K12 Home School
by Russ Albright
K12 home school is an option that several states now offer for elementary and secondary computer-based school at home. K12 home school and Connections Academy seem to be two of the biggest companies that are functioning as charter schools in many states.
If you are willing to work with the curriculum provided by K12 or Connections Academy, you can be involved in educating your child at home for almost no cost. This school at home option can lead to a home school diploma. The student is sent a complete set of textbooks, workbooks, science lab equipment for traditional courses as well as additional supplies for electives such as art or foreign language. Also, some families will also qualify for a computer and printer that will be provided to you while your student is enrolled.
My experience was with K12 home school curriculum for the 7th grade. K12 produces almost all of their own textbooks. These are paperback volumes of average quality for math, science, English, etc. In addition to the textbooks, online learning occurs mainly through PowerPoint like slides that the student progresses through on their computer. Over the course of the year, this one style of learning can become very repetitive and difficult for your child to stay on task.
Progress is recorded online with computer based assessments after each section. If the child fails the assessment, she may retake it until a satisfactory level is achieved. The online assessments are true and false, multiple choice and fill-in-the-blank type of questions. Sometimes written responses are required in paragraph form. When this occurs, the parent is asked to evaluate the writing based on a set of criteria that K12 home school says to base your judgment on.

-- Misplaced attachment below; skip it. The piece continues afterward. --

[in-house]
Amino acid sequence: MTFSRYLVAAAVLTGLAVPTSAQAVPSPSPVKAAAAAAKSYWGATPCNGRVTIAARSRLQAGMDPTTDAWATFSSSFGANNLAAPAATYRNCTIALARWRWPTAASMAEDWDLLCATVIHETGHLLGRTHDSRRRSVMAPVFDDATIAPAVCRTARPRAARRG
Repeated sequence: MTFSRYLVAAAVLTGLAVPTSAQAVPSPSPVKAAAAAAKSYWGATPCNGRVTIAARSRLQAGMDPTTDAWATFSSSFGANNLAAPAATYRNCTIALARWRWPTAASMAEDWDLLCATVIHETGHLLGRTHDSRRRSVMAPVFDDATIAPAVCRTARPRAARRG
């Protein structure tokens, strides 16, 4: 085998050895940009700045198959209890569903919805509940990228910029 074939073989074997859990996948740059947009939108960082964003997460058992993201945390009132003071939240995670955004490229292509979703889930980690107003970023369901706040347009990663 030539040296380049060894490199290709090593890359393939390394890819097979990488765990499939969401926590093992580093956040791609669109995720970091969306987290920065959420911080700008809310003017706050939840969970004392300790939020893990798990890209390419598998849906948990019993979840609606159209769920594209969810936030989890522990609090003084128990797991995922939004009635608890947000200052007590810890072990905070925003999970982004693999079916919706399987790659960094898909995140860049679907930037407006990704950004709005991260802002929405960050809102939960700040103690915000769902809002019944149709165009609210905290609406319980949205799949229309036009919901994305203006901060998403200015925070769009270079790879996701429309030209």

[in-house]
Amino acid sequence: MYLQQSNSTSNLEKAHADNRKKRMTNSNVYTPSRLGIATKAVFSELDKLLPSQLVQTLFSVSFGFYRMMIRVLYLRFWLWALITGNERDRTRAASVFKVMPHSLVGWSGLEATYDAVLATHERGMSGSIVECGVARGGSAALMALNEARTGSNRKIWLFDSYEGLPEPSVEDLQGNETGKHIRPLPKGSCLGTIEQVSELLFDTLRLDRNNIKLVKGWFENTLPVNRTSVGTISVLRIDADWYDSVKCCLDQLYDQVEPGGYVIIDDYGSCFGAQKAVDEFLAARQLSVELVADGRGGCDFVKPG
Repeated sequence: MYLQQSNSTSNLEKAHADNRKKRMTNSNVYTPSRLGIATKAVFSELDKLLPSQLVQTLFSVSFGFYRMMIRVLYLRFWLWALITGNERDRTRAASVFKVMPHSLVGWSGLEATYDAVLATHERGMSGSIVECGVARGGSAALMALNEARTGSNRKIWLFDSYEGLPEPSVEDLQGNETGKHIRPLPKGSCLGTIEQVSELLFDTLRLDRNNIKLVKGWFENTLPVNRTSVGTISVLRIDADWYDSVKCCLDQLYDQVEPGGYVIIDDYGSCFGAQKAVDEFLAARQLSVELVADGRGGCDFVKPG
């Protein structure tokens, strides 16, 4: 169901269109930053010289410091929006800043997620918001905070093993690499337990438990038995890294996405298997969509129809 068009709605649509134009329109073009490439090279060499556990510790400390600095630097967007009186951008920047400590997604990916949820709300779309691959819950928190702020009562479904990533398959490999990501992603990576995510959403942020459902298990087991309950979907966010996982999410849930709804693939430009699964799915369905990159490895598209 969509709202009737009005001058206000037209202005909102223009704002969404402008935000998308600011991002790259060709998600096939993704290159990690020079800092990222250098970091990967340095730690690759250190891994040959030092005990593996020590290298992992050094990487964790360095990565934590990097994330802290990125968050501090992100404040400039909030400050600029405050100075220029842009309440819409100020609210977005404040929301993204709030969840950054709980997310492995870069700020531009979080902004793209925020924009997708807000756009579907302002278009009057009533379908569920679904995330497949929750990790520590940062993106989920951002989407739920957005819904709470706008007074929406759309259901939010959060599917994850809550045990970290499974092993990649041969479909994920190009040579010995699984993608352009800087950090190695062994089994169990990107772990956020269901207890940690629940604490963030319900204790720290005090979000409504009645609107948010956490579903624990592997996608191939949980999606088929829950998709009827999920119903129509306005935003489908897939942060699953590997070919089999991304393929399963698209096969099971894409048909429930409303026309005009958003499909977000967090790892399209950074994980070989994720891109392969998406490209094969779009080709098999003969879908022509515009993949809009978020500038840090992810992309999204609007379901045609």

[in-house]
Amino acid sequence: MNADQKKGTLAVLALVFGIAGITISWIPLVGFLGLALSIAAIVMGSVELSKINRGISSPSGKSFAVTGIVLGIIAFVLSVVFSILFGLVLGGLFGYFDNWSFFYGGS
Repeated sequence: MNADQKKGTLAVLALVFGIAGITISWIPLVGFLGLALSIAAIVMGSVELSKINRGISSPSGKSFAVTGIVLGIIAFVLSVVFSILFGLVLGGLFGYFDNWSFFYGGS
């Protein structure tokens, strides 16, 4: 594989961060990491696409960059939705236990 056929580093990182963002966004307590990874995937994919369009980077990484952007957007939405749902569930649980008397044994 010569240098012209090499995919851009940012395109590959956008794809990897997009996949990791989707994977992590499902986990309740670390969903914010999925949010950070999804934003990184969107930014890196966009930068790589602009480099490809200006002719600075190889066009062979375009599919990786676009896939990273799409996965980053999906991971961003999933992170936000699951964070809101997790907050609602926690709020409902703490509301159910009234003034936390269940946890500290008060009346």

Students are assigned a "teacher," but the "teacher" functions more as a monitor seeing that the student is progressing through the material. Once or twice a week there is a live session that the student can log on to with other students across the state. The session is run by one of these teachers and allows the students to interact by typing in questions. The topics are generally more auxiliary rather than in step with where your child currently is in the curriculum.
There are two major differences between home schooling and one of these virtual academies. The first involves the curriculum. You really don’t have a choice but to follow their curriculum. All assessments are measuring the content from their curriculum. I think many home school parents may be frustrated by this. I thought it was a small price to pay to have everything provided at no cost.
The second difference involves the accountability imposed on you and your child. You will be required to log hours that are roughly equal to the amount of time your child would spend in a normal classroom. This requires more school time each day than I think most home school families do. It was very difficult for us to stay on task for that long each day. Field trips and physical activity are encouraged and can be applied to your time requirement.
If you can live with the fixed curriculum and can provide some variety during the day for your child K12 home school can be a nice alternative for home schoolers.
Visit K12 Home School.